It Took K-Pop Fans And TikTokers To Successfully Troll Trump’s Rally

Absolute genius.

Despite high attendance expectations and “over 1M ticket requests,” Trump’s ‘Make American Great Again’ rally, which was held in Tulsa, Oklahoma last week, had a pretty abysmal turnout. The reason? TikTok users and K-pop fans registering for Trump’s rally with absolutely no intention of attending. Hear all about it below:

Earlier this month, TikTok videos started making the rounds on social media and within the K-pop fandom encouraging people to reserve tickets to Trump’s rally without attending. 

In one of the first of these videos, TikTok user Mary Jo Laupp says, “I recommend all of us who want to see this 19,000-seat auditorium barely filled or empty, go reserve tickets now and leave him standing there alone on the stage.”

Laupp’s TikTok has racked up over 700,000 likes, has millions of views, and sparked dozens of similar social media posts across TikTok and Twitter. 

According to NBC, after Twitter user @dianafrompluto joked about having to “mop her windows” the day of Trump’s rally despite reserving tickets, her tweet received more than 50,000 likes and quickly went viral with other social media users posting about doing the same thing. 

As mentioned, Trump’s rally was held in a 19,000-seat arena in Tulsa, however according to NBC, only approximately 6,200 people attended. 

Trump’s campaign manager Brad Parscale attempted to downplay the impact of social media, writing in a statement, “Leftists and online trolls doing a victory lap, thinking they somehow impacted rally attendance, don’t know what they’re talking about or how our rallies work.”

Later, Parscale blamed COVID-19 and the ongoing Black Lives Matter protests for the crappy turnout at Trump’s rally. 

U.S. Representative Alexandria Ocasio-Cortez was quick to call out Parscale’s claims, tweeting, “Actually you just got ROCKED by teens on TikTok who flooded the Trump campaign w/ fake ticket reservations and tricked you into believing a million people wanted your white supremacist open mic enough to pack an arena during COVID.”

“Shoutout to Zoomers,” she added. “Y’all make me so proud.” Earlier, she also tweeted in appreciation of K-pop allies. “We see and appreciate your contributions in the fight for justice too.”

It’s by no means the first time TikTokers, social media users, and K-Pop fans in particular have rallied together to fight against injustices. Earlier this month, it was reported that the Dallas Police Department was looking to identify protestors via the “snitch” app, iWatch Dallas.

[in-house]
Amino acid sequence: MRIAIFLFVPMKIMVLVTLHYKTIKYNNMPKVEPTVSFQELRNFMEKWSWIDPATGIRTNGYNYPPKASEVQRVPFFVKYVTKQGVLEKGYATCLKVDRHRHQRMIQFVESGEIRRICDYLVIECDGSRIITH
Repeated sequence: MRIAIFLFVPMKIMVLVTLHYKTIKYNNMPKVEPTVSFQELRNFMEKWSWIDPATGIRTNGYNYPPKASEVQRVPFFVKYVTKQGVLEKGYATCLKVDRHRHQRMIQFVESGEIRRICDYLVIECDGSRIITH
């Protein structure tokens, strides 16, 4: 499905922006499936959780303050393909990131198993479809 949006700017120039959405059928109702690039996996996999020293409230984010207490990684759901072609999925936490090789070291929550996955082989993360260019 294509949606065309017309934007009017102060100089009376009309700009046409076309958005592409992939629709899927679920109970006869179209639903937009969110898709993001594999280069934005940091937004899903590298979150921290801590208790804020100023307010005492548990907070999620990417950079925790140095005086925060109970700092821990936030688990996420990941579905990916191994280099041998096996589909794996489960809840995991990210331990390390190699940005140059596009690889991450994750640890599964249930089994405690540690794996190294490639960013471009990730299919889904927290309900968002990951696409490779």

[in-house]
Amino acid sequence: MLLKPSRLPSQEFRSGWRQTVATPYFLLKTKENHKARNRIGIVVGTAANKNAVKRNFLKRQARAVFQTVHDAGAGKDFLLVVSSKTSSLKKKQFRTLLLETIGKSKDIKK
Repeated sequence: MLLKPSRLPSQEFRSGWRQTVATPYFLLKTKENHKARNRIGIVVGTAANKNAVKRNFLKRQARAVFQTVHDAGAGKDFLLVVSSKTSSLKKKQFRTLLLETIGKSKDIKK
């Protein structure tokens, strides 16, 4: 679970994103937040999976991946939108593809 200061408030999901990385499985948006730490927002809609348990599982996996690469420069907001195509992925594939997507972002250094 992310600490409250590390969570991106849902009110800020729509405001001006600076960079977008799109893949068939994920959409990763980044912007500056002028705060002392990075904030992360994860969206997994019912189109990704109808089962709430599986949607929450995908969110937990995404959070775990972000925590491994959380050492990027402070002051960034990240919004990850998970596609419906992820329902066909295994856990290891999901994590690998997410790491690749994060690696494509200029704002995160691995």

In response, K-pop fans ensured that protesters wouldn’t be recognised by the Dallas Police Department by flooding Twitter with their fancams. Subsequently, the app crashed and the fandom celebrated. 

Speaking of trolling Trump, hear about how his birthday was recently hijacked below:

The same month, the K-pop fandom flooded the ‘White Lives Matter’ hashtag, the pro-Trump hashtag ‘MAGA’ and the pro-Police hashtag ‘Blue Lives Matter’ with videos of their favourite performers.

These genius ‘hacks’ of social media – and Trump’s rally – is just further proof that people still have the power to incite real change, and in 2020, it can happen with one viral tweet or TikTok video.

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Was Trump's Nazi Facebook Ad The Final Straw For Mark Zuckerberg?

Trump's post violated Facebook's "policy against organised hate."

Last year, Twitter announced it would be banning all political advertising on its platform, stating the company believes “political message reach should be earned, not bought.” Despite growing pressure to do the same, Facebook founder and CEO Mark Zuckerberg defended the company’s policy to run ads from politicians and claimed he didn’t want the platform to stifle political speech. Fast-forward to this week and Zuckerberg has done a 180 on his stance – all thanks to President of the United States, Donald Trump and his use of a Nazi symbol on Facebook.

Speaking of Trump, hear about his tone-deaf photo op amidst BLM protests below:

According to The Guardian, Facebook has removed a number of ads posted to the social media platform by Trump’s re-election campaign because they featured a “symbol used by the Nazis.”

The ads, which have since been removed from Facebook, feature an image of an upside down red triangle with a black border and the caption, “Dangerous MOBS of far-left groups are running through our streets and causing absolute mayhem.”